You need to know about this. D-Wave is a quantum computer. Its owners (perhaps 'trustees' is a better word?) have released an open-source software package so you can programme it yourself. It's called QBSOLV (so it must be serious). No more coding in raw quantum physics. Meh, you say? Although mainstream computers of this kind are more than 10 years away (according to the Davos crowd), when they finally arrive they'll be bigger than bubble gum.
Whereas your common-garden PC or Mac can only store data in 'bits' of one and zero, D-Wave and its hellspawn store it in qubits, which can be either one or zero or both simultaneously. Let me say that again in slow motion: qubits can be either one or zero or both simultaneously. It's a state called 'superposition' and it's as solid and real as it is bizarre. Why does this matter? For one thing, a genuine quantum computer (and there's some argument over whether D-Wave counts) would be able to able to break any conventional encryption instantly. Everybody's passwords would become useless overnight. All those commercial and personal secrets would come flooding out into the public domain. And credit card numbers could be cracked just as fast. That's exactly the kind of thing quantum computers are best at.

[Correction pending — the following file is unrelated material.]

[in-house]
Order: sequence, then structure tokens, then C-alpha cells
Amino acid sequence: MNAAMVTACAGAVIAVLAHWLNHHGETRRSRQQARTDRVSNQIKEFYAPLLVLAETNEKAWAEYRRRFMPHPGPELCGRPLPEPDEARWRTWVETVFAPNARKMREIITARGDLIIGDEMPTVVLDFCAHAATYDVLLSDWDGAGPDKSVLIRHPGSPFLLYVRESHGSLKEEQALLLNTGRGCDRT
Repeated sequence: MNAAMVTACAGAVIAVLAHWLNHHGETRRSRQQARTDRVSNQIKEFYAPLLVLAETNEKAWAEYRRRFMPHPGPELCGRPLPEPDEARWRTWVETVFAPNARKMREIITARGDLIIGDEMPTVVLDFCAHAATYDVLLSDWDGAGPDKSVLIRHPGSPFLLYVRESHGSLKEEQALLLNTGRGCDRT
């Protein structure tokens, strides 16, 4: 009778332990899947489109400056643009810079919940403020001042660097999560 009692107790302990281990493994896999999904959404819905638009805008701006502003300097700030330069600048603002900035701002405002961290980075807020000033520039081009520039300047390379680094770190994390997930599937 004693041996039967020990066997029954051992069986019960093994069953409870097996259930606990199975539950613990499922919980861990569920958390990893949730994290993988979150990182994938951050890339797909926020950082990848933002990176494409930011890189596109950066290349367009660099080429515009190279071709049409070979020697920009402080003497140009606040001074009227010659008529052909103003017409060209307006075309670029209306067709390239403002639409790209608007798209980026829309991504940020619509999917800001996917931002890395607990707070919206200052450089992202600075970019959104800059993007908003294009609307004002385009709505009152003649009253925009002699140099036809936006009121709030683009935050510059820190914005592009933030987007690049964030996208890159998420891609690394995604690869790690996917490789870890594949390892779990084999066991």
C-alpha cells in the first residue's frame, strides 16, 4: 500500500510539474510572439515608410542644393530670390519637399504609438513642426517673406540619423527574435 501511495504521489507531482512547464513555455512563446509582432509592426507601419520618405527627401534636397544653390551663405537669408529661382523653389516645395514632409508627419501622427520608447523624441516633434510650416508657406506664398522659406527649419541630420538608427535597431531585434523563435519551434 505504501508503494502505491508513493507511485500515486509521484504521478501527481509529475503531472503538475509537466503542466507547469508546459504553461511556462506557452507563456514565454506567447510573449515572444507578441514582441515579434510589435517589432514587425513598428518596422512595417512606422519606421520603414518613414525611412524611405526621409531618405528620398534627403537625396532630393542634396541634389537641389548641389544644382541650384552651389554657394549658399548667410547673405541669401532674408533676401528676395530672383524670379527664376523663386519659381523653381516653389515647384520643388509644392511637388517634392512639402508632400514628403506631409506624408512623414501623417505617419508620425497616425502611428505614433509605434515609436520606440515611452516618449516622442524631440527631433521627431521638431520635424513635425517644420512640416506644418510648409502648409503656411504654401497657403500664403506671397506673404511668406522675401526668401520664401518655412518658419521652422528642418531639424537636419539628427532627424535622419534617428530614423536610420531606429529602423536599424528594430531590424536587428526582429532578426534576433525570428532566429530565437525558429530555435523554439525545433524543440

In the meantime, don't google either of the terms 'D-Wave' or 'QBSOLV' -- you'll just encourage them. And don't say I used the word 'hellspawn' above. Gotta stay on the right side of these guys. God, it's just a figure of speech.